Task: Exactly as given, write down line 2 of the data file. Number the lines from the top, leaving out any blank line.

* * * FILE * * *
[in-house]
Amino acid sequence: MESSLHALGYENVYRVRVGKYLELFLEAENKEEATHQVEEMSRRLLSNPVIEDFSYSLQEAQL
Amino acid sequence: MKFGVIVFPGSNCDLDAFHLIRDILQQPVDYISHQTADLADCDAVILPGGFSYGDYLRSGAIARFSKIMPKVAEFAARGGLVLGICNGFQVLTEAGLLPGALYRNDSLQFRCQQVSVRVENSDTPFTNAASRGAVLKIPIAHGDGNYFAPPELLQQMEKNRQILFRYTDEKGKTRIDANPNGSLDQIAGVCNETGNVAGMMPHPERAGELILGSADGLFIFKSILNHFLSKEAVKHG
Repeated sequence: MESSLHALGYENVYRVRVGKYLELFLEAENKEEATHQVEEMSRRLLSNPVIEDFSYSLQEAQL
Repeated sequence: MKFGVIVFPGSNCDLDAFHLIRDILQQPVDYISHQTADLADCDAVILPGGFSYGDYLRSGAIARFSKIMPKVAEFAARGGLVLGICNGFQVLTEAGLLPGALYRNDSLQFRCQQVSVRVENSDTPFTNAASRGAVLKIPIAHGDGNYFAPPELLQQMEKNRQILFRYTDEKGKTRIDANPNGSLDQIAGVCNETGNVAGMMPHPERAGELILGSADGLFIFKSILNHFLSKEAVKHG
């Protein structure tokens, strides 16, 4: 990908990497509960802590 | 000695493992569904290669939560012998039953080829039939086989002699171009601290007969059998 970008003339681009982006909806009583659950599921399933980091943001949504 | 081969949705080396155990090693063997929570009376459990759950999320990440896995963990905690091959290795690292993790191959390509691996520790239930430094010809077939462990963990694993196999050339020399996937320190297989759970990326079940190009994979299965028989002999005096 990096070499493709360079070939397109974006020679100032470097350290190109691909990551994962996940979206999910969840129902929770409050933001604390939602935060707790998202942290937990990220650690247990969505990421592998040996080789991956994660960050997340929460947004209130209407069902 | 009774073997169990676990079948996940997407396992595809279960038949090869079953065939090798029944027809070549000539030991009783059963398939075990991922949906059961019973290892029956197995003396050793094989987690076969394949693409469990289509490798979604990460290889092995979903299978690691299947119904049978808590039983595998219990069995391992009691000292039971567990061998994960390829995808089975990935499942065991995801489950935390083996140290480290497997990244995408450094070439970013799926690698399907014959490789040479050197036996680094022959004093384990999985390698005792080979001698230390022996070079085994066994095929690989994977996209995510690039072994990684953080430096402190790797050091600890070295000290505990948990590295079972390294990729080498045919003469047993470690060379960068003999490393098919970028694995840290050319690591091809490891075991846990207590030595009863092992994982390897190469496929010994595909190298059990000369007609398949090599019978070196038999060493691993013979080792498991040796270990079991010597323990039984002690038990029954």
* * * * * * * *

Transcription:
Amino acid sequence: MESSLHALGYENVYRVRVGKYLELFLEAENKEEATHQVEEMSRRLLSNPVIEDFSYSLQEAQL